While I was in India, I posted nothing about my time there. I just couldn’t bring myself to write, as India is an experience which one needs time to reflect upon before truly understanding it.
India was one of the countries I was most looking forward to, as I love everything about Indian culture from what I’d experienced at home in Canada – from the food to the clothes to the movies – it all drew me in. I knew before I arrived that India was defined by the stark contrast between the wealthy and the poor, but nothing can prepare someone for the poverty that is India. We have poverty in Canada, certainly, but India is a whole new level. I truly, genuinely wish that everyone opposed to foreign aid could experience India. It broke my heart.
To start with the positive, the food, clothing and Bollywood experience did not disappoint! The food was even better than I hoped and as soon as I get home I plan to take some Indian cooking classes. Indian has become a weekly necessity to me.
The struggle I encountered was when I got to Delhi. Where I stayed in Mumbai sheltered me from the poverty there, but there was no hiding it in Delhi. I struggle to write this even after many weeks have passed, as I want to do this proper justice so people really understand.
First, the amount of physical disfigurements was something I had not known about before and was not prepared for. Not just people missing limbs, but men and women begging whose arms go backwards instead of in front, their lower leg twists up instead of down, keeping their foot at their waist. Shoulders curve backwards, elbows backwards, any kind of natural body position we don’t ever have to think about, there are so many people born differently. After reading up on it, I can’t find exactly why this phenomena is so prevalent in India. People offer answers that range from polio, to a lack of vitamins and supplements, to exposure to toxins, and so many more reasons, all of which are awful and should at this day in age be avoidable.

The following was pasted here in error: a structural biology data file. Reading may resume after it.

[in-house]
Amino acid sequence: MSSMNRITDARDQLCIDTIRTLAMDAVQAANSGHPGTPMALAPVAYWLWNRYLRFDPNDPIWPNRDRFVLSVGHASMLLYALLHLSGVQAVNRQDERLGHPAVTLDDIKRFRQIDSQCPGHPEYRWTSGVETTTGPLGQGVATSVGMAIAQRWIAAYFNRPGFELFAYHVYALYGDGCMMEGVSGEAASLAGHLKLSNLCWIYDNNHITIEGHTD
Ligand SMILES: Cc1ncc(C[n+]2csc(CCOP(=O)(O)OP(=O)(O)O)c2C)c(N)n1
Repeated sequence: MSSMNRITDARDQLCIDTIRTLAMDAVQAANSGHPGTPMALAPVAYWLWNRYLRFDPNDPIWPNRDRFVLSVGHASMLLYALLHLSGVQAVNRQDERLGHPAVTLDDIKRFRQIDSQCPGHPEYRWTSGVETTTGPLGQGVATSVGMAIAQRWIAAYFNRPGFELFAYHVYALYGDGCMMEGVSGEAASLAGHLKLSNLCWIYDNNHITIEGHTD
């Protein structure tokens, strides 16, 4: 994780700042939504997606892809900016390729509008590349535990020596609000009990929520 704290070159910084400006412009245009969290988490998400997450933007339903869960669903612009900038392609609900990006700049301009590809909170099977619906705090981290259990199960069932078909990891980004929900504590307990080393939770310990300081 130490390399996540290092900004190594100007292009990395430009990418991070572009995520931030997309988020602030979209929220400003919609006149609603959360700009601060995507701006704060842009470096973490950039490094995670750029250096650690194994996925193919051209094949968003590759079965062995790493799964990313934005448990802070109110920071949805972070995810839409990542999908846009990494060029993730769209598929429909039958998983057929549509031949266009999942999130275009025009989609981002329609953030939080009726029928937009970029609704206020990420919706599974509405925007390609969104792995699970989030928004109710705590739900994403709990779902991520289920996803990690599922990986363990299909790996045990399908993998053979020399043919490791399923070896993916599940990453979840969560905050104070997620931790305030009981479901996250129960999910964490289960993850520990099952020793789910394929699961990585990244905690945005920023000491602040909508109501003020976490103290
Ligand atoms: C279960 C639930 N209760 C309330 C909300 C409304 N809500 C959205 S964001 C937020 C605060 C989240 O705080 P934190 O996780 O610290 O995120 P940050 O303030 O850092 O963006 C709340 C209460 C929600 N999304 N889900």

Which brings me to my second point. The amount of homeless people in Delhi is like nothing I’ve seen before. I would walk outside the door of my hostel, which inside was a different reality to just outside the front door. People sleeping everywhere! From the moment you walk out, there’s always more people than you can count living outside. And what really struck me here was why they were there. So often at home, homelessness is attributed to addiction, mental health issues or an unstable family home. But in India, much of what I saw was predominantly clear rejection from birth. The disfigurements alone in India are cause for family shame, so parents rid themselves of the shame (their kid!) from the time they’re born. It’s heartbreaking. Not only are these children and adults having to deal with the reality of their physical challenge, but they are also rejected from society. It’s like they never had a chance.
My greatest personal struggle was my desire to help but feeling utterly helpless. The sheer volume of people alone makes it impossible to make any positive change in their lives. I read once that the best thing you can do for homeless people, if you can’t donate or buy them a meal, is to always acknowledge their presence, to always say hello, I’m sorry, to just have some kind of communication with them. This is something I’ve always tried to live by, but in India when you do this, then you’re followed and to such a degree that you worry about your personal safety. The last thing I want to do as a human being is to ever not acknowledge someone else just because our life circumstances are different, but in India it was a “ignore it or face the consequences” mentality. It was awful and it made me feel like an awful person for having to be like that.
I’ll write later about the sites I saw and the history I took in, but I just needed to share the heart break which I was witness to. The Indian government has so many challenges on its hands, which will only multiply with population growth. They need all the help they can get.